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Once You ‘See the Cat’, You’ll Finally Understand

Updated: Dec 1, 2023

In the 1880s, Judge James G Maguire of the Superior Court of the city and county of San Francisco gave a speech to the New York Anti-Poverty Society. He said:

‘I was one day walking along Kearney Street in San Francisco when I noticed a crowd in front of a show window…I took a glance myself, but I saw only a poor picture of an uninteresting landscape.

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As I was turning away my eye caught these words underneath the picture: “Do you see the cat?”
…I spoke to the crowd, “Gentlemen, I do not see a cat in the picture; is there a cat there?
Someone in the crowd replied, “Naw, there ain’t no cat there! Here’s a crank who says he sees a cat in it, but none of the rest of us can…” Then the crank spoke up. “I tell you”, he said, “there IS a cat there. The picture is all cat!…
…and then, there it was! Sure enough, just as the crank had said;

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But now that I saw the cat, I could see nothing else in the picture!…and I was never afterwards able, upon looking at that picture, to see anything in it *but* the cat.

Maguire’s story was intended as a parable for land’s economic role.

Like the cat in the picture, it is blindingly obvious once it becomes clear — so obvious, in fact, it is hard to see anything but the land.

The man who electrified the world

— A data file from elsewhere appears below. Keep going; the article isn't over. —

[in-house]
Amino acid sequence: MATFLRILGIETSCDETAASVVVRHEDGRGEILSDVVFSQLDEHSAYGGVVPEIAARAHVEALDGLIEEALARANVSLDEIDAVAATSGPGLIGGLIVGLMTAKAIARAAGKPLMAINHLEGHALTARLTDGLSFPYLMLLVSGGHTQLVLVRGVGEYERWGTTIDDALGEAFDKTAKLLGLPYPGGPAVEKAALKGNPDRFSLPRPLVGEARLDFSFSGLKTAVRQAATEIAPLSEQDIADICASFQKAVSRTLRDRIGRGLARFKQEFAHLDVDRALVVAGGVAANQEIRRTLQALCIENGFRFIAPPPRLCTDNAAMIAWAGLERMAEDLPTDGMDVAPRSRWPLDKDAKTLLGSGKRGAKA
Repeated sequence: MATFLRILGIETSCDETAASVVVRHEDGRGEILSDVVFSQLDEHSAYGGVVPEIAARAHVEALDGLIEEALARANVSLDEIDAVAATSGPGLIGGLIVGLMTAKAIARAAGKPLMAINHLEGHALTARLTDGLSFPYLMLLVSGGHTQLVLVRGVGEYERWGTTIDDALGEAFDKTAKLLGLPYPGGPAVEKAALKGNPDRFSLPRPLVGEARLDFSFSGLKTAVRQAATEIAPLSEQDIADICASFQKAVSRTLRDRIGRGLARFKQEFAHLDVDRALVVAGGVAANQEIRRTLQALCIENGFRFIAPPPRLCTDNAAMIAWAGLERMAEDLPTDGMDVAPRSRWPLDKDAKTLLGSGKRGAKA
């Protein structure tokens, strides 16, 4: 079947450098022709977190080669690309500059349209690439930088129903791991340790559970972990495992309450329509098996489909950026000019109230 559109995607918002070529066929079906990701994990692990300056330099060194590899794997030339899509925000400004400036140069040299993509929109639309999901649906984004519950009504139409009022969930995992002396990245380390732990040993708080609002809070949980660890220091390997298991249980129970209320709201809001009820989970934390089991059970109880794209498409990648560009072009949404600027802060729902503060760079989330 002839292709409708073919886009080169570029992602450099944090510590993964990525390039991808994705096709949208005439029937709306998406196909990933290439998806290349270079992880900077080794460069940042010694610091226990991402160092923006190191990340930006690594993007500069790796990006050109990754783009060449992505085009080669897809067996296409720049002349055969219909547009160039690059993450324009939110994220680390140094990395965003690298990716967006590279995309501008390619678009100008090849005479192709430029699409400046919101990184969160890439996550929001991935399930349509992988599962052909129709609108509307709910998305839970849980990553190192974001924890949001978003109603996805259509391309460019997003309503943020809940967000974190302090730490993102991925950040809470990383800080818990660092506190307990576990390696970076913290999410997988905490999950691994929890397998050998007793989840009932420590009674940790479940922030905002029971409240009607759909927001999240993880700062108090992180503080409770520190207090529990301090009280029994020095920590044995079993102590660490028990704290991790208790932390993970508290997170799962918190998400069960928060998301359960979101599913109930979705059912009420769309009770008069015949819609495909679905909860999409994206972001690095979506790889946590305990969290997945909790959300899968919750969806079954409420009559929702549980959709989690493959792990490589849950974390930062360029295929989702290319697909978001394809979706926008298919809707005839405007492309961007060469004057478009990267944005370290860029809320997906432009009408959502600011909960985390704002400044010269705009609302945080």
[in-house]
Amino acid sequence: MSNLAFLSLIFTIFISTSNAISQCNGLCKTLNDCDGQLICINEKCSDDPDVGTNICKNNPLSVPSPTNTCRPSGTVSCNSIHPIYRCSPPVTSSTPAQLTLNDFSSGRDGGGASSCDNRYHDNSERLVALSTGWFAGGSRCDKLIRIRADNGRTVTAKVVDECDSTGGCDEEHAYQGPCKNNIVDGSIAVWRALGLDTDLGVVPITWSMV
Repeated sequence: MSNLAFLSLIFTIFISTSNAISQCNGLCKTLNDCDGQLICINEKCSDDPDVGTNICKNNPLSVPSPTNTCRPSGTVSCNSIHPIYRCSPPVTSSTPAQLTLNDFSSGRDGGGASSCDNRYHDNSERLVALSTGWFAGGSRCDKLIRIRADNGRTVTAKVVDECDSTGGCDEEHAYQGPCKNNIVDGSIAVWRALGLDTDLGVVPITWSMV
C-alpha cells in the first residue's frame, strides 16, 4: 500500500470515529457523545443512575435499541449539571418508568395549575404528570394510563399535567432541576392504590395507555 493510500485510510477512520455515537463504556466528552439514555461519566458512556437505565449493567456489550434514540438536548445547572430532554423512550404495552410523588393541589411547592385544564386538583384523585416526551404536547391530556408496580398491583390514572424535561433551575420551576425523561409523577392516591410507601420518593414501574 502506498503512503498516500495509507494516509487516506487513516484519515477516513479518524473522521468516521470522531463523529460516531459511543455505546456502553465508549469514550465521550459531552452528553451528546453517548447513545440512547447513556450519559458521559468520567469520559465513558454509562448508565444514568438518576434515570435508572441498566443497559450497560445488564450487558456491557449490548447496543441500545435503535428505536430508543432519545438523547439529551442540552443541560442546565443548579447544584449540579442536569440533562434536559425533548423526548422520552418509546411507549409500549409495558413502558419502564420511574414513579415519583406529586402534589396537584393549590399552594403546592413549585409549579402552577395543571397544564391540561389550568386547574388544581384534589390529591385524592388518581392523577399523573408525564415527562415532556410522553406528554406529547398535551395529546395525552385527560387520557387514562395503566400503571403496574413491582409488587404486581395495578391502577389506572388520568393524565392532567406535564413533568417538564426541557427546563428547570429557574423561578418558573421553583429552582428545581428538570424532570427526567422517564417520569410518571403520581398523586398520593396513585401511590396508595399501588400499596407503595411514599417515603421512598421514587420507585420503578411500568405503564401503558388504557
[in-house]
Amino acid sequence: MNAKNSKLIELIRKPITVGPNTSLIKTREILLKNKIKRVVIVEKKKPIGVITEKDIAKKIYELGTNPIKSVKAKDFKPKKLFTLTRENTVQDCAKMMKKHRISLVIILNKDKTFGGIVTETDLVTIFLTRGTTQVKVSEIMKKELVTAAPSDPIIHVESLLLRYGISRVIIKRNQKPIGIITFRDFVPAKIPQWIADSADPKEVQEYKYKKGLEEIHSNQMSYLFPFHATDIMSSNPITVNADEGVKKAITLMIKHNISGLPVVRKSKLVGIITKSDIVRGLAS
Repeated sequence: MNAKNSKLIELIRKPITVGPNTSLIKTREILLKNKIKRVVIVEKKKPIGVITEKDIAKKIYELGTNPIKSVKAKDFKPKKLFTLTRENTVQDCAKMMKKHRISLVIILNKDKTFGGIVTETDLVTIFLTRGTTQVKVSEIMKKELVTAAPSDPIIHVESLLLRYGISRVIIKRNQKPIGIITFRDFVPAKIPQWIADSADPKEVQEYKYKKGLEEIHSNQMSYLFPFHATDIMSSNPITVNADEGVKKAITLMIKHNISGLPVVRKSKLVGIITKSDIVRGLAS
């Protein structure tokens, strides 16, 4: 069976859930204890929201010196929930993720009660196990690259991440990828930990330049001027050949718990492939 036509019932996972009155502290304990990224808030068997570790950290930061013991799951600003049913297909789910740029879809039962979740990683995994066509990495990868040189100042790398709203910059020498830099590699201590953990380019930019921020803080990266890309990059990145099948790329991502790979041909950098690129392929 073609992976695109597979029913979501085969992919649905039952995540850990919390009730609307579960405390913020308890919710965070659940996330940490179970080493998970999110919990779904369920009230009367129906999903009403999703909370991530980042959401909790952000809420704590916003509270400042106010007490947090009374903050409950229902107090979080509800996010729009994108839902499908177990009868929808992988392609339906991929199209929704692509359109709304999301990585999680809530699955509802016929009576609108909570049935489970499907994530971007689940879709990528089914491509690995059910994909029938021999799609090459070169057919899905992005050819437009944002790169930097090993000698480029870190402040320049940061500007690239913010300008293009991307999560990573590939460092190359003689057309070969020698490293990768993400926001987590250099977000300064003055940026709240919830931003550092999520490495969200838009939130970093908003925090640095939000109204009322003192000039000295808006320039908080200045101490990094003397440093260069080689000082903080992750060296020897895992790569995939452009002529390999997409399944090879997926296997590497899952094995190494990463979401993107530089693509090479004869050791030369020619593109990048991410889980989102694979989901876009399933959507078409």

Maguire was inspired by a passage in the 19th-century political treatise ‘Progress and Poverty’ by US journalist Henry George.

One of his famous passages was:

‘That as land is necessary to the exertion of labour in the production of wealth, to command the land which is necessary to labour, is to command all the fruits of labour save enough to enable labour to exist.

George had no formal education to speak of.

He left school at 14 and drifted in and out of poverty until securing steady employment as a typographer for the newly created San Francisco Times — later going on to edit his own newspapers.

However, George was an avid reader, and he studied the great classical economists such as David Ricardo and Adam Smith.

He understood the relationship between the three factors of production, land, labour, and capital — and he used these tools to dissect the system.

He wrote:

Take now…some hard-headed businessman, who has no theories, but knows how to make money. Say to him:

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